CEC Theses and Dissertations

Title

An Investigation of the Attitudes Cost and Benefits of Telework for Information Systems Employees

Date of Award

2007

Document Type

Dissertation

Degree Name

Doctor of Philosophy in Information Systems (DISS)

Department

Graduate School of Computer and Information Sciences

Advisor

John A. Scigliano

Committee Member

Marlyn Kemper Littman

Committee Member

Junping Sun

Abstract

Although telework has been around for more than 30 years, it still does not have a precise definition in the literature, and the number people doing telework is growing worldwide. Telework has been defined by one author as a work arrangement by which an employee works from his or her office rather than a central office. Another author expanded this definition by noting that teleworkers work in remote locations, such as their homes or neighborhood satellite offices, one or more days a week.

Likewise, teleworking is also viewed as any form of substitution of information technologies involving telecommunications and computers for work-related travel. Regardless of its meaning, the outgrowth of telework in today's high technological environment has resulted from the need to conserve time and resources significant to America's economy, though most organizations are built around models that bring their employees to a central location for work. However, as stated in the literature, with the advances in information system technology, teleworking should have been eagerly adopted by the Information System (IS) industry. Yet, IS professionals' enthusiasm toward telework appears to be the opposite. Despite the benefits of flexibility and autonomy for employees, and an increase in human resources productivity for employers, there is a considerable amount of reluctance by many organizations to pursue aggressively widespread implementation of telework programs.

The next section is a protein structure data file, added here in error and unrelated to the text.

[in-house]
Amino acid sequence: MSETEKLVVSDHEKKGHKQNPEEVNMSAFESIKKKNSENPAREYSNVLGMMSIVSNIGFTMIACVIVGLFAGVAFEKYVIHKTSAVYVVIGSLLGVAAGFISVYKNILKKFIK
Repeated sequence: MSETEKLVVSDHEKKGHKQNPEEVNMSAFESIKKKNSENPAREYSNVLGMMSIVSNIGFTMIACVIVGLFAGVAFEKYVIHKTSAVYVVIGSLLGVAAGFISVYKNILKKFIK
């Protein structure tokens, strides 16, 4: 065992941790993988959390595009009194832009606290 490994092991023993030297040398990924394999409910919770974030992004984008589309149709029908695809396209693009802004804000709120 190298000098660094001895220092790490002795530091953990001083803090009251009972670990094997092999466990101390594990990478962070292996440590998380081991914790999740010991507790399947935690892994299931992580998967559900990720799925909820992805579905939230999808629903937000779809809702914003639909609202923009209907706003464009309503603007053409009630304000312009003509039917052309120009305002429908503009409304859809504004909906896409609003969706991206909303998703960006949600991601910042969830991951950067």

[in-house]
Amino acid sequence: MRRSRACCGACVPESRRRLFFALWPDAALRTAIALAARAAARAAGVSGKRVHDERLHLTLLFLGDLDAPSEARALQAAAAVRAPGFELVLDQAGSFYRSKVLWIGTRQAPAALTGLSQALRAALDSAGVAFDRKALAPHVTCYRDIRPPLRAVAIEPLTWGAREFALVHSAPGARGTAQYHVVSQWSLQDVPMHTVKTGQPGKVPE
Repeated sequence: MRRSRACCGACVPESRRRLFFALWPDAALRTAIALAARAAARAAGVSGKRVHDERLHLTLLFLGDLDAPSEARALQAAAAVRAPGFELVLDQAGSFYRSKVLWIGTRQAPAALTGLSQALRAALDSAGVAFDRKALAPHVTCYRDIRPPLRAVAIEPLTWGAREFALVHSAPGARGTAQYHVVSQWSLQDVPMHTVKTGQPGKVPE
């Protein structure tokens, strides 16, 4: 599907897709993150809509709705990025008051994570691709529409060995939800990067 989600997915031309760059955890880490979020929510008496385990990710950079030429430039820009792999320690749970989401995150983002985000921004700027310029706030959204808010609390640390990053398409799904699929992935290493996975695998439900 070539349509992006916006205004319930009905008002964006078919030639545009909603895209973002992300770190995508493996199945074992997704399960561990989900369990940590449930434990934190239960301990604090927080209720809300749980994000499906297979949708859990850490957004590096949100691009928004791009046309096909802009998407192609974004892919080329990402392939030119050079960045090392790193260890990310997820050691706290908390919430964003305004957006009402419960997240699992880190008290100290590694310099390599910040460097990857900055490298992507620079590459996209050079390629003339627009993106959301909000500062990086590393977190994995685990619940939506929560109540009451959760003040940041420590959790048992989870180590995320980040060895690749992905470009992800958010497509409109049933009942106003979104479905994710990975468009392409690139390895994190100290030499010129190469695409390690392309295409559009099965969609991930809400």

Therefore, in this research, the author examined the factors, such as costs, attitudes, and benefits that relate to telework at the level of the IS worker and the IS organization by utilizing a survey instrument to examine attitudes of IS workers and IS managers toward telework in IS environments. Since there is no clear or precise definition of telework, for the purpose of this study, telework is defined as work that is performed during normal work hours at a site other than an office setting. The objectives were achieved by using data collected from a telework survey of various organizations, including those from the government and private sectors of northern Alabama located in the Tennessee Valley.

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